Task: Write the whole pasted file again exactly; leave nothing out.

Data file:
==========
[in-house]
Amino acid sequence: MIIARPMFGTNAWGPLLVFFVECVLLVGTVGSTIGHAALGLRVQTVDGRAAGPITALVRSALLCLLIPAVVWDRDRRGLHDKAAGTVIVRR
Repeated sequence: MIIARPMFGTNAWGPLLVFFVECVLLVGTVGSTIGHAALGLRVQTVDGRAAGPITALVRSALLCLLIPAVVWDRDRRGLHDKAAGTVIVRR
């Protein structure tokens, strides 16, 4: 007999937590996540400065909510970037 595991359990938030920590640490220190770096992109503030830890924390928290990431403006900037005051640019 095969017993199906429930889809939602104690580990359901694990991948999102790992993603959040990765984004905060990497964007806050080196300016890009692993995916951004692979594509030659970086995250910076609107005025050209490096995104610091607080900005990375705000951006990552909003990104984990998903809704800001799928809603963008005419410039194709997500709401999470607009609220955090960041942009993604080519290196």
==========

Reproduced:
[in-house]
Amino acid sequence: MIIARPMFGTNAWGPLLVFFVECVLLVGTVGSTIGHAALGLRVQTVDGRAAGPITALVRSALLCLLIPAVVWDRDRRGLHDKAAGTVIVRR
Repeated sequence: MIIARPMFGTNAWGPLLVFFVECVLLVGTVGSTIGHAALGLRVQTVDGRAAGPITALVRSALLCLLIPAVVWDRDRRGLHDKAAGTVIVRR
């Protein structure tokens, strides 16, 4: 007999937590996540400065909510970037 595991359990938030920590640490220190770096992109503030830890924390928290990431403006900037005051640019 095969017993199906429930889809939602104690580990359901694990991948999102790992993603959040990765984004905060990497964007806050080196300016890009692993995916951004692979594509030659970086995250910076609107005025050209490096995104610091607080900005990375705000951006990552909003990104984990998903809704800001799928809603963008005419410039194709997500709401999470607009609220955090960041942009993604080519290196």